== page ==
Mandatory attendance and non-negotiable make-ups make us better liars not students

Bruce Walton, opinion editor

Bruce Walton, opinion editor

Bruce Walton

So let me ask you something: How much money are you paying for this degree? How much tuition or room and board will you have to pay when or if you graduate? For myself, I’ll owe thousands of dollars in student loans for the next three years. So I’d like to know how a university’s courses could demand crucial points in attendance or assign unforgiving deadlines?

Don’t get me wrong, I see the implications of this idea. Some people don’t want to do the work. And some students will try to cheat their way to a degree, but I also do things outside of the university’s classwork like many of you, where I can’t meet the expectations an instructor has left out for me. Albeit each one has his or her own specific rules to the course I need to keep track of.

With that being said, in my four years of attending Kent State, I’ve witnessed syllabi stating 20 percent of their grade would be toward attendance. I’ve even seen the ever popular “participation points” that demand students to raise their hands, a draconian expectation to solicit active learning in an institution.

It’s hard enough trying to get to class when nothing short of a record-breaking blizzard will close classes, but the fact that we have to drag our bodies across campus if we want to pass class is something I didn’t really sign up for.

And even worse is that assignment, quiz and exam deadlines are also subject to the same asinine requirements that there can give no make-up opportunities. (God forbid students want a second chance to learn the material.)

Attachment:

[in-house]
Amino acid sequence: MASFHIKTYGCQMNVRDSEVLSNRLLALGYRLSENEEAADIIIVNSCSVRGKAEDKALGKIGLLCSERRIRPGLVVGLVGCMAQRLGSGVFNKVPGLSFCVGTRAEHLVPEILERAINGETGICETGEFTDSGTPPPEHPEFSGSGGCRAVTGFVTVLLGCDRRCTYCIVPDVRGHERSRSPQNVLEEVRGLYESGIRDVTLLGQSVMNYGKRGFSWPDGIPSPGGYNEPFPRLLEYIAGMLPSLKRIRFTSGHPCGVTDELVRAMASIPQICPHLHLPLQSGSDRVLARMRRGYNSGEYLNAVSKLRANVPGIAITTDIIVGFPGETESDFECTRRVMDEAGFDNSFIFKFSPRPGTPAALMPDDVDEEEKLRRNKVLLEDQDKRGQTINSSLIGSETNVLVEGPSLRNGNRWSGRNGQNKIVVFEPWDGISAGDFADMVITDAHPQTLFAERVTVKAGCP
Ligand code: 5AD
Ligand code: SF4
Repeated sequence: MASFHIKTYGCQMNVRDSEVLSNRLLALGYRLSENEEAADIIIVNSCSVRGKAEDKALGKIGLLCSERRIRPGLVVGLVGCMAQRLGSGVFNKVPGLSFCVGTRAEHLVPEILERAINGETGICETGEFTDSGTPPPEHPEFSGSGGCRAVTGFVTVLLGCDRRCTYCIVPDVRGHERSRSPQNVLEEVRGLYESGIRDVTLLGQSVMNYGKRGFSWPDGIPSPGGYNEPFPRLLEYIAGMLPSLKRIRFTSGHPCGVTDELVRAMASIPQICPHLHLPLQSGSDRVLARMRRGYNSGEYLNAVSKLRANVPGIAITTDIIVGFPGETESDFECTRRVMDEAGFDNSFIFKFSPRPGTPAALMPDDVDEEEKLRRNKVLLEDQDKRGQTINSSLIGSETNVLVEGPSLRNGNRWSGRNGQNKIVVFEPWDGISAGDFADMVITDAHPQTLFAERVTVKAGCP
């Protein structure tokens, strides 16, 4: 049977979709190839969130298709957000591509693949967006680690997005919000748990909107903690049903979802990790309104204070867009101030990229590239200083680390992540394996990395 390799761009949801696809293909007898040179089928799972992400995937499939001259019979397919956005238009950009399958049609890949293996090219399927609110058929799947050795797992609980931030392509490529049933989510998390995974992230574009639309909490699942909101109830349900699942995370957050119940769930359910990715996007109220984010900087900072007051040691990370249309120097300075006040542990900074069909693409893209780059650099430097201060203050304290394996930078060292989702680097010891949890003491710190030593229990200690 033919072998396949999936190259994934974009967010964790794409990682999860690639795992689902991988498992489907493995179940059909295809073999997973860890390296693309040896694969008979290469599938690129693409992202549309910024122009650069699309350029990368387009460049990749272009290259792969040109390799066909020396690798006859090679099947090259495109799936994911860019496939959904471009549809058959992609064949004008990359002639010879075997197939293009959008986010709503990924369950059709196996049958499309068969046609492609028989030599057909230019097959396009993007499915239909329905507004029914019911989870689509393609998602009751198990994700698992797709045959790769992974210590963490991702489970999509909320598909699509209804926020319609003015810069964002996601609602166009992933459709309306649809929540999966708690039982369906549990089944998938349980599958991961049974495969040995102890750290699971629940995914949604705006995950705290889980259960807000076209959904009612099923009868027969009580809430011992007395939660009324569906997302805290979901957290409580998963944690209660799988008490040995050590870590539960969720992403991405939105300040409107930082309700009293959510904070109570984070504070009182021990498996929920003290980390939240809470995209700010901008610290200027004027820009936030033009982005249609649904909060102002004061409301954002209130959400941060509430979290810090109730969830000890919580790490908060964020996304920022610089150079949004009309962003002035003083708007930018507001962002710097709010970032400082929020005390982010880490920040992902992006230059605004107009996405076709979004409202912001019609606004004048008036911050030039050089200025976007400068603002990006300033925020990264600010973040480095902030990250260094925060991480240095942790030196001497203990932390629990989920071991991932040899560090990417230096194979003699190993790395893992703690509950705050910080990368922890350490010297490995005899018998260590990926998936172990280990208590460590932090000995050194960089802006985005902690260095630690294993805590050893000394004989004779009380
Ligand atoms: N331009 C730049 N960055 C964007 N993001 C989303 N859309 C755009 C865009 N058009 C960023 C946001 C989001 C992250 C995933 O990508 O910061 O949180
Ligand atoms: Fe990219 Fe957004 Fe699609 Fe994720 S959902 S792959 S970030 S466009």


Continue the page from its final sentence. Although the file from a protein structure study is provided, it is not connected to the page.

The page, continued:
Again, I understand there are extenuating circumstances, if you are sick, or a loved one died, you can be excused of that attendance or the exam.

However, you will need a doctor’s note to prove you were medically incapacitated, but I’m sure they wouldn’t ask for a funeral booklet.

Yes, there are people who will try to abuse this system, but it doesn’t mean they won’t try to find a way around the new rules you put into play. What makes this worse is that they’ll take more extreme lengths to get reasonable extensions to deadlines. I’ve seen people conspire against these deadlines, asking friends to sign their name when they pass the attendance sheet. I’ve seen people who forge their doctor’s signatures or lying about a dead friend, uncle or pet. I’ve heard people disguising their voices to sound like they’re older to excuse themselves from class that week. I myself have been guilty of lying about losing an email or trying to induce vomiting to get out of class.

Sometimes I just can’t face life. Sometimes I’ll be going through a tough time at work. Sometimes I haven’t slept more than four hours since last Tuesday and might faint if I have to crawl to another lecture hall. 

Giving these rules don’t better students, they make them smarter liars and forgers. And I’ll be damned if this prepares us for the real world — because when you have a real career, if you happen to wake up and don’t feel like getting up, you call in sick. Are you sick? Not most of the time. They don’t have to give documented evidence where they were like they’re given the third degree.

We are adults, and we can make these mistakes if we want to. It’s going to be me working to the bone to get out of debt in a few years. The least our professors can do is let us make-up an exam that we overslept for.

Contact Bruce Walton at [email protected].